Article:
No Excuses: One Star Reviews on Ebooks
Indeed, critical reviews help authors by offering substance, feedback, and credibility. No author with more than five or six reviews has a perfect five star average; someone will always find something imperfect about your work. This is how it should be. Your work should receive a mix of reviews.
With one exception: the one star review.
If you like a book before you buy it, odds are good you will still like something about the book after you read it. Yes, there are plenty of examples of books not living up to their promise by the end — those are the ones who receive two star and three star reviews. But a one star review is different: it means there is no redeeming quality to the book. If this is the case, why did the reader download it after reading the sample in the first place?
To this, only one logical answer resonates: the person did not read the sample before download. Why not? In my experience this happens with free books. A person who pays nothing for a book risks nothing by downloading it (this is often why authors often their books for free). The flip side to this is that the person who pays nothing invests nothing in the same book; there’s no value to it because no money is actually paid.
When we pay money for something, we value it. It matters to us. We are careful about our choices. We make sure before we buy something that it is something we (or any person we give it to) really want and expect to enjoy. The more something costs us, the more careful we are to evaluate whether or not we really want it in the first place. With books, we take our time and read the samples. We research. We investigate. Then and only then do we spend the money and buy.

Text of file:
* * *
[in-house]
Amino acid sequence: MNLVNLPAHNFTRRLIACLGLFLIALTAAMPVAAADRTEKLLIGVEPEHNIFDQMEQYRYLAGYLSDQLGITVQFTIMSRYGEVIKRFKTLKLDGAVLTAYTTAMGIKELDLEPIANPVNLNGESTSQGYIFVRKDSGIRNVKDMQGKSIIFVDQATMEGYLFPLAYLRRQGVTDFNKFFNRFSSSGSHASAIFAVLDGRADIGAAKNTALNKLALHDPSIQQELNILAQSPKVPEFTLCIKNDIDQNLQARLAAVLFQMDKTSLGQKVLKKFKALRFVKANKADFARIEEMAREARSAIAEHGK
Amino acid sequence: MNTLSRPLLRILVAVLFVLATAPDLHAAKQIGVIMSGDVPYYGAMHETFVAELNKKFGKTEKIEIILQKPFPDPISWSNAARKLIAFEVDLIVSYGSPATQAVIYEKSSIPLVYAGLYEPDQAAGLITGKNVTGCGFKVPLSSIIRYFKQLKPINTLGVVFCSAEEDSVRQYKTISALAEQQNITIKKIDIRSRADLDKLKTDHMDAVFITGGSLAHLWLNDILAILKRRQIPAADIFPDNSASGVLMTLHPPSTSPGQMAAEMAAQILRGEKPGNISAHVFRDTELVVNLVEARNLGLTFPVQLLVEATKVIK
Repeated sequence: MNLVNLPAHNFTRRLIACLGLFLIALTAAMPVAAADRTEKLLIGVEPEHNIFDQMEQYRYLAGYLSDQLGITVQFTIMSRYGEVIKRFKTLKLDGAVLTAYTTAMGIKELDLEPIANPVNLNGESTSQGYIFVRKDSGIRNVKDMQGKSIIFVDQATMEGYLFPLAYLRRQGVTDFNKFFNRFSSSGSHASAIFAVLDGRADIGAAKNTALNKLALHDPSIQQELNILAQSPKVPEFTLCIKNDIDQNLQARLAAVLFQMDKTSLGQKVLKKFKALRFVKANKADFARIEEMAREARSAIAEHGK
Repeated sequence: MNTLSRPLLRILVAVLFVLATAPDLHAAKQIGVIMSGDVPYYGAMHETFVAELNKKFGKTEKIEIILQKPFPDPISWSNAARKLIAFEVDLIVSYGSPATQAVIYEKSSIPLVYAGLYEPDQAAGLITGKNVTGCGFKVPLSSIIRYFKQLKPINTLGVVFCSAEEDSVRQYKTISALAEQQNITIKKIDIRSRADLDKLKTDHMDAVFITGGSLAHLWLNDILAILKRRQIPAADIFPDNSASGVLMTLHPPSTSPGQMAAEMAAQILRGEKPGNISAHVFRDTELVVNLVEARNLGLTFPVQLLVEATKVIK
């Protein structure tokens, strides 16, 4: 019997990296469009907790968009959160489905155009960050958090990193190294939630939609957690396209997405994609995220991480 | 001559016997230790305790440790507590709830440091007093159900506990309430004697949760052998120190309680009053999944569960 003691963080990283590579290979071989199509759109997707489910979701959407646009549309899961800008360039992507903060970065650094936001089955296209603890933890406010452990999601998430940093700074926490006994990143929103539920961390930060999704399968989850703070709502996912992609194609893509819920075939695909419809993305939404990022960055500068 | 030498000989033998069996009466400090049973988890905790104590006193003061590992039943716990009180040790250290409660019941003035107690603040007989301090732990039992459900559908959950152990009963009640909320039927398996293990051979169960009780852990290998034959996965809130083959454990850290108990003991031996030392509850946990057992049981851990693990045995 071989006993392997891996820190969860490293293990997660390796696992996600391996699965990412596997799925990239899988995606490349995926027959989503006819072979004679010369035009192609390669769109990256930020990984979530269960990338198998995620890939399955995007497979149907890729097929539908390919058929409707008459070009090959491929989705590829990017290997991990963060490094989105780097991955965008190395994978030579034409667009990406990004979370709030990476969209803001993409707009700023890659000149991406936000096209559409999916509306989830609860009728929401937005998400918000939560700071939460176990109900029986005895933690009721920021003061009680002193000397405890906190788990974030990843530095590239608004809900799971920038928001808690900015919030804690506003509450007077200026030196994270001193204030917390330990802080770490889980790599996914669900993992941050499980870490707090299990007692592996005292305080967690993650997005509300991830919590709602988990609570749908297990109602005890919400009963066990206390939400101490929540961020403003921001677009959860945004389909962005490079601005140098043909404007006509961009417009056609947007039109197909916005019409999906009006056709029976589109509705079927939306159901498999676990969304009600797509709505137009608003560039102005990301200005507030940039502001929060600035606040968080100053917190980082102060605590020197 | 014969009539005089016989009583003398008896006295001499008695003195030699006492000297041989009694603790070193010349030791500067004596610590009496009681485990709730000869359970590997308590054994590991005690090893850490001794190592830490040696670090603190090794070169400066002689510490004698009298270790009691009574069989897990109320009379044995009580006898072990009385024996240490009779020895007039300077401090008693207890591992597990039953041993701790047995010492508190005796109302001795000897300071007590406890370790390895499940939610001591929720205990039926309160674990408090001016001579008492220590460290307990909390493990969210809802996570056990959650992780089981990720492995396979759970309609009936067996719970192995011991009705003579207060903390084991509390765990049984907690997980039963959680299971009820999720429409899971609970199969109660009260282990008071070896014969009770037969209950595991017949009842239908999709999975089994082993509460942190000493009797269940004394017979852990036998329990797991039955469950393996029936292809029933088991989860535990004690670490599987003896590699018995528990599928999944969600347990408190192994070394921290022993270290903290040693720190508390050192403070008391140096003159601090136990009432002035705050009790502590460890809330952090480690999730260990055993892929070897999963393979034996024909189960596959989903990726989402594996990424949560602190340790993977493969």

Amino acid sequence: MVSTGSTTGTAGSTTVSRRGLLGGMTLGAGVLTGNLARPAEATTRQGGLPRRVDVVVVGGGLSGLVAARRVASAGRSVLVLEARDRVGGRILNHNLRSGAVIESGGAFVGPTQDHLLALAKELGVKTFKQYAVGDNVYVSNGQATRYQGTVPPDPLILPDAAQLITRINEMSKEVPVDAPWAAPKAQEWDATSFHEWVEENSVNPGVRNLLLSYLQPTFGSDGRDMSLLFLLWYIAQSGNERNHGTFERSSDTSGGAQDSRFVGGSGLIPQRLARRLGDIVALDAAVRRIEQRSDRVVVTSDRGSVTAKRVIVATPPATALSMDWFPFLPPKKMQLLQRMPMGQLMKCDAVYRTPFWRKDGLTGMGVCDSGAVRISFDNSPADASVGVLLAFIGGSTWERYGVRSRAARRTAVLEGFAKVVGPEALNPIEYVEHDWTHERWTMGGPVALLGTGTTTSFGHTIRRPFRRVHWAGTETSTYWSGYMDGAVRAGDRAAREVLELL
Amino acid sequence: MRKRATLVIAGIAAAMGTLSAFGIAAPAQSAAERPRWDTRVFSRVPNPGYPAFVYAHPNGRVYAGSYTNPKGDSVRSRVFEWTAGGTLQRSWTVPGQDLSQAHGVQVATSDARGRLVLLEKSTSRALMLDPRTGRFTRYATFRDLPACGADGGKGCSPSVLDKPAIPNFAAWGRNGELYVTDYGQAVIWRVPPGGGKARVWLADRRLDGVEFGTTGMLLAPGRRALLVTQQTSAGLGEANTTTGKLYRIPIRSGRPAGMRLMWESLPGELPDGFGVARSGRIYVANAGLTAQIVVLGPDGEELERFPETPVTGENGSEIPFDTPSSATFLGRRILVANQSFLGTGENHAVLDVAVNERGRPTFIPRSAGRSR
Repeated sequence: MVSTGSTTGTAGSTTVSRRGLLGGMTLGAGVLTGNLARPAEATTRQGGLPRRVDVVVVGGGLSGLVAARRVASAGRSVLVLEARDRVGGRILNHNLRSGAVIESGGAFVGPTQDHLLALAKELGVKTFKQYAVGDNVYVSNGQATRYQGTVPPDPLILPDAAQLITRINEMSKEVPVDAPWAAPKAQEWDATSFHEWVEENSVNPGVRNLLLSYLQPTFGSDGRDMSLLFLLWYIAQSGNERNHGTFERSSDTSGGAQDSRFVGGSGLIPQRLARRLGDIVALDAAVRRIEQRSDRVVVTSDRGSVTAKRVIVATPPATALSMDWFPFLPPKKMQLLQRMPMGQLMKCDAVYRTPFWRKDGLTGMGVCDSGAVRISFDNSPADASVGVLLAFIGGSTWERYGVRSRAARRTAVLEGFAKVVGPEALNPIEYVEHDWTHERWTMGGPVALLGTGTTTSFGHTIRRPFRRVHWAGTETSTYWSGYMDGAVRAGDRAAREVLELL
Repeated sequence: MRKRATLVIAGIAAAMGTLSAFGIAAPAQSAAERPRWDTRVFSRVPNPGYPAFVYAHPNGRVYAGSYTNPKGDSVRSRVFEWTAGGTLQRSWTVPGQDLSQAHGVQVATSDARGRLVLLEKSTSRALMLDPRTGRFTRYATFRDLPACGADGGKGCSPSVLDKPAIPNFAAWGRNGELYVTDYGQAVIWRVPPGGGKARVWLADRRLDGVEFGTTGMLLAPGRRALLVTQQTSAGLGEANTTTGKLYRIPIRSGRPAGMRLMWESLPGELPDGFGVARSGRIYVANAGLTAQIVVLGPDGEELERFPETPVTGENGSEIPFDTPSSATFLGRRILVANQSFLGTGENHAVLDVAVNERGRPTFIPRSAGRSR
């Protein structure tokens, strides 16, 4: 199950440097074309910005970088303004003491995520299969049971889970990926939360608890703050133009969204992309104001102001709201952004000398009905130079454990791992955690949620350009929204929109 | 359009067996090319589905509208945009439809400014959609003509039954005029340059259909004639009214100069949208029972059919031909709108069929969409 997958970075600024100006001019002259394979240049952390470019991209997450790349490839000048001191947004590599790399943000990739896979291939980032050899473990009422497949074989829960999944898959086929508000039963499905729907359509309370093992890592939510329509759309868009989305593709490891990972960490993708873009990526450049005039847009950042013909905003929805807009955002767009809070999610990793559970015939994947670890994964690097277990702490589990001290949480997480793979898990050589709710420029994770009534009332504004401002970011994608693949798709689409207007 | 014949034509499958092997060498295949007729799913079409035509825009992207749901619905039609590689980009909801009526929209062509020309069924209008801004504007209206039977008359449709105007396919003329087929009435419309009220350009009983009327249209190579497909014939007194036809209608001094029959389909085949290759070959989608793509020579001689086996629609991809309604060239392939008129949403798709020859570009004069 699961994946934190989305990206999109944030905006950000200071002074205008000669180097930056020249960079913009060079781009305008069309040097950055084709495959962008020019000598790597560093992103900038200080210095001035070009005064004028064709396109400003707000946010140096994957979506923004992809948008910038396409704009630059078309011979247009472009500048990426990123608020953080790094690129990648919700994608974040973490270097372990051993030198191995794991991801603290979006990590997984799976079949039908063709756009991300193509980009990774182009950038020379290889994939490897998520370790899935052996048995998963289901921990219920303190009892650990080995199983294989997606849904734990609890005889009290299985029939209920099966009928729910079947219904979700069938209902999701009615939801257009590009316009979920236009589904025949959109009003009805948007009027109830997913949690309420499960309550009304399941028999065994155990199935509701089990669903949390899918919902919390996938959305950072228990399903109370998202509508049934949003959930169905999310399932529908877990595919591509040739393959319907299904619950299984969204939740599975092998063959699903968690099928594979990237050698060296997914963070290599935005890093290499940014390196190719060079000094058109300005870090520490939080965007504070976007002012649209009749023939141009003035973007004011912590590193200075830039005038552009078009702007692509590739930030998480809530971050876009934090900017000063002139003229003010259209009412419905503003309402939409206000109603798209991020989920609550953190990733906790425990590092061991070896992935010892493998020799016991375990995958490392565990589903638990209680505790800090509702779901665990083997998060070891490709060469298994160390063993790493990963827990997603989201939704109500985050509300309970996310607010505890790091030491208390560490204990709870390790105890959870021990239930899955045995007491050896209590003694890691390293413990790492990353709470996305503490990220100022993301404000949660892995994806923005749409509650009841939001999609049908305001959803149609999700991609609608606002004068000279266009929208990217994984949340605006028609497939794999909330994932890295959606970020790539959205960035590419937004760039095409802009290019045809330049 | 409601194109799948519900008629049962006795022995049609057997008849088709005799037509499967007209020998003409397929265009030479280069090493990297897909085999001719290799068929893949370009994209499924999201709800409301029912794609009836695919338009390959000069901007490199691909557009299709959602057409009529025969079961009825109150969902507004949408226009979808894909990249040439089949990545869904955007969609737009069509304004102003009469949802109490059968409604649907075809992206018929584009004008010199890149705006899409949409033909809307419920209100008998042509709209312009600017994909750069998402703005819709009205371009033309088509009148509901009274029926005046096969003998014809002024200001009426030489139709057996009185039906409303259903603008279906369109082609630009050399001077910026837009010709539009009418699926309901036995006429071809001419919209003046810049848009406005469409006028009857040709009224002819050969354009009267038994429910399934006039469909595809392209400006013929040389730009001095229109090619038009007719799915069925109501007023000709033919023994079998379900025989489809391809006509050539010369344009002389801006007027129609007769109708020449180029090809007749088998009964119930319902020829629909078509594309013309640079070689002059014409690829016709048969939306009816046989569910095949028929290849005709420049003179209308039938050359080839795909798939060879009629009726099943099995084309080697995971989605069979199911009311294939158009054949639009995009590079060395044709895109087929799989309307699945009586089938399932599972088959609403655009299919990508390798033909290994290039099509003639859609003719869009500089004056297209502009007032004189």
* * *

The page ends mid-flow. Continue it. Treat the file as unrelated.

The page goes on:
Every single one star review I ever received came from people who received my book as a gift in some way — a winner in a giveaway, a special sale promotion, or a permafree book. In paying nothing, the reader invested nothing. By investing nothing the reader had no inhibitions about trashing my book and hurting its review average with that one star.
That is, if s/he read it at all; I have reviews where it is clear all the person did was skim the sample, then write the review based on a few paragraphs and feign to have read the entire thing. These too were negative reviews whose content did not match with anything mentioned in reviews written by those who read the books.
Why do people do this? Give me your thoughts! Let’s talk about our experiences dealing with negative reviews! Post your comment here or tweet to https://twitter.com/laurelworlds.<a href="https://polldaddy.com/p/8683422" target="_blank">Take Our Poll</a>